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November 7, 2019 - October Weather

Back in 1921, T.S. Eliot wrote in “The Wastelands” that “April is the cruelest month”. I would beg to differ. I believe that the last few days of October, 2019 have a better claim to that title. I mean really! Two snow storms of four inches each nearly back to back in Wisconsin before (please note bolding for emphasis) Halloween and all the little kids in their costumes bedraggled by traipsing through the snow that still lay upon the ground, surely that kind of weather puts October, 2019 into the running as a strong contender for the titles of “cruelest month”. And maybe, just maybe October in Wisconsin should be considered the “cruelest month” anyway. We all remember the Halloween Blizzard of 1991, don’t we? What makes snowfall in October seem “cruel” to me is that I am still anticipated cerulean blue skies streaked with a few white clouds above while the trees hold up their arms filled with yellow and red and orange leaves. I’m still remembering the warmth of late summer days as the temperature rockets from near-freezing overnight lows to sweater weather during the day. In October I’m still holding on to those glorious fall days or at least their potential. By the time November rolls around I’m pretty much resigned to the gloomy, gray skies that accompany this transition month -- the month we start seriously moving from fall to winter. There is nothing “cruel” about November since it so often lives up to my expectations. Now that we gained back that hour from Daylight Savings Time, there is all that extra time (well, 60 minutes anyway) to read. Below are some of the new titles that recently arrived at the library. Enjoy!

“Acid for the Children: A Memoir” by Flea.

The iconic bassist and co-founder of the Red Hot Chili Peppers tells his fascinating origin story, complete with all the dizzying highs and the gutter lows you'd want from an LA street rat turned world famous rock star.

 

“All the President’s Women” by Barry Levine & Monique El-Faizy. A researched report on Donald Trump's relationships with women reveals new accusations of sexual misconduct, the origins of his alleged predatory behavior and how the Trump administration has catalyzed women's activism and the #MeToo movement.

 

“Emily Dickenson’s Gardening Life: The Plants and Places That Inspired the Iconic Poet” 2nd Editon. By Marta McDowell. A revised edition of the illustrated exploration of how gardening and plants inspired the works of Emily Dickinson reveals the roles of winter hyacinth bulbs, saved seeds and pressed flowers in shaping cherished poems.

 

“For Small Creatures Such As We: Rituals for Finding Meaning in Our Unlikely World” by Sasha Sagan. The daughter of astronomer Carl Sagan and writer Ann Druyan describes how motherhood inspired her investigations into the phenomena behind treasured human milestones to provide her daughter with a secular appreciation of the natural world.

 

“Here We Are: American Dreams, American Nightmares” by Aarti Namdec Shahani. An award-winning NPR correspondent presents a heartfelt memoir about the immigrant experience in modern America, detailing her education as a scholarship student at an elite Manhattan prep school and her father's victimization by a notorious drug cartel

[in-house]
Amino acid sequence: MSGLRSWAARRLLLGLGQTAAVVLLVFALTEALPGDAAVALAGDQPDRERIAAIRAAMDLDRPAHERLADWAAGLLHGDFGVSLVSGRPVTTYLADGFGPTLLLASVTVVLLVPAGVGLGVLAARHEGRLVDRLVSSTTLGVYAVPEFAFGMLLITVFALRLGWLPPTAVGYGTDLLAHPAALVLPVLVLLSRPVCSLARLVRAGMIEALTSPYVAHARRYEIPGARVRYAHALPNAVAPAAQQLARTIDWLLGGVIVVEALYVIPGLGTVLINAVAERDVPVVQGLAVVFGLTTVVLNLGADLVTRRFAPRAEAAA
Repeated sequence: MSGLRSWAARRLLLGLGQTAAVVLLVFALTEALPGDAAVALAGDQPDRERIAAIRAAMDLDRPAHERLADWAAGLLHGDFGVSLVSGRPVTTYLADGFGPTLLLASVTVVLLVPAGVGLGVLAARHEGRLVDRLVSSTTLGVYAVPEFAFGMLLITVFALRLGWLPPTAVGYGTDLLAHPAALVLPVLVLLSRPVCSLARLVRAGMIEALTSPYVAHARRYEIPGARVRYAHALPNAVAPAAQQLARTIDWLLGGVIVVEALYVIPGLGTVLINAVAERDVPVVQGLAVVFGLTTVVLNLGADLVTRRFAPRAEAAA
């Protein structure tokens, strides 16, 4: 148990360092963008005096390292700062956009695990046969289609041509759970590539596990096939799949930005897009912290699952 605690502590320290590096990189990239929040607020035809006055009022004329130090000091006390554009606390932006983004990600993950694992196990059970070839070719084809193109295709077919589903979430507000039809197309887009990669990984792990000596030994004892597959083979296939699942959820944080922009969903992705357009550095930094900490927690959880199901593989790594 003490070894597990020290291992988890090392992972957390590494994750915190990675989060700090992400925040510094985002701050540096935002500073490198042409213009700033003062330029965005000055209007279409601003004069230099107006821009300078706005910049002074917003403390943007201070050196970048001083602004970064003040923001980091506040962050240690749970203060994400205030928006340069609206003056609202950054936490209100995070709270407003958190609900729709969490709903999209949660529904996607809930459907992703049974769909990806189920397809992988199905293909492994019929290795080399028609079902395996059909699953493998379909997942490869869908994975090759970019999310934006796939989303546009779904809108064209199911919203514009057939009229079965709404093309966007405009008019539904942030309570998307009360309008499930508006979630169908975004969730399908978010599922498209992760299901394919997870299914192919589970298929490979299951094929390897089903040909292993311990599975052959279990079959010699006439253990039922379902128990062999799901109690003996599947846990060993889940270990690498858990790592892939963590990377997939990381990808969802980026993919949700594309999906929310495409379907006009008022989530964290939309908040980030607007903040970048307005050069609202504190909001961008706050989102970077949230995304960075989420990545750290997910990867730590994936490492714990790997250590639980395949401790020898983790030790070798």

“Home Work: A Memoir of My Hollywood Years” by Julie Andrews with Emma Walton Hamilton. In a follow-up to the critically acclaimed Home, the beloved performing artist reflects on her Hollywood career and the creations of three of her most iconic films, Mary Poppins, The Sound of Music and Victor/Victoria.

“Kiss the Girls and Make Them Cry” by Mary Higgins Clark. When investigative journalist Gina Kane receives an email describing her “terrible experience” while working at REL, a high-profile television news network, including the comment “and I’m not the only one,” Gina knows she has to pursue the story especially after the informant dies in an accident while on holiday.

 

“Empire of Lies by Raymond Khoury. In a groundbreaking thriller set in an alternate future where Europe has been conquered by the Ottoman Empire, a feted officer in the sultan's secret police begins questioning his violent orders. By the best-selling author of “The Last Templar”

 

“Imaginary Friend” by Stephen Chbosky. A highly anticipated follow-up to “The Perks of Being a Wallflower” finds a single mother's desperate efforts to escape an abusive relationship thrown into turmoil by her son's disappearance and reappearance days later with an imaginary friend.

 

“A Dog’s Promise, No. 3 (A Dog’s Purpose)” by W. Bruce Cameron. A latest entry in the series that includes, “A Dog's Journey”, continues the story of Bailey, who is joined by another special dog, Lola, in an effort to fulfill a promise over the course of several lives.

 

“Let It Snow” by Nancy Thayer. Scrambling through the last-minute holiday rush at her Nantucket toy shop, Christina bonds with the family of her miserly landlord, forging unexpected ties along the way. By the best-selling author of “A Nantucket Wedding”.

 

“Olive, Again, No. 2 (Olive)” by Elizabeth Strout. A sequel to “Olive Kitteridge” finds Olive struggling to understand herself while bonding with a teen suffering from loss, a woman who gives birth unexpectedly, a nurse harboring a longtime crush and a lawyer who resists an unwanted inheritance.

 

“The Adventure of the Peculiar Protocols: Adapted From the Journals of John H. Watson, M.D.” by Nicholas Meyer. Investigating the murder of a Secret Service agent, Sherlock and Watson, accompanied by an enigmatic woman, uncover a plot by a covert group intent on taking over the world. By the best-selling author of “The Seven-Per-Cent Solution”.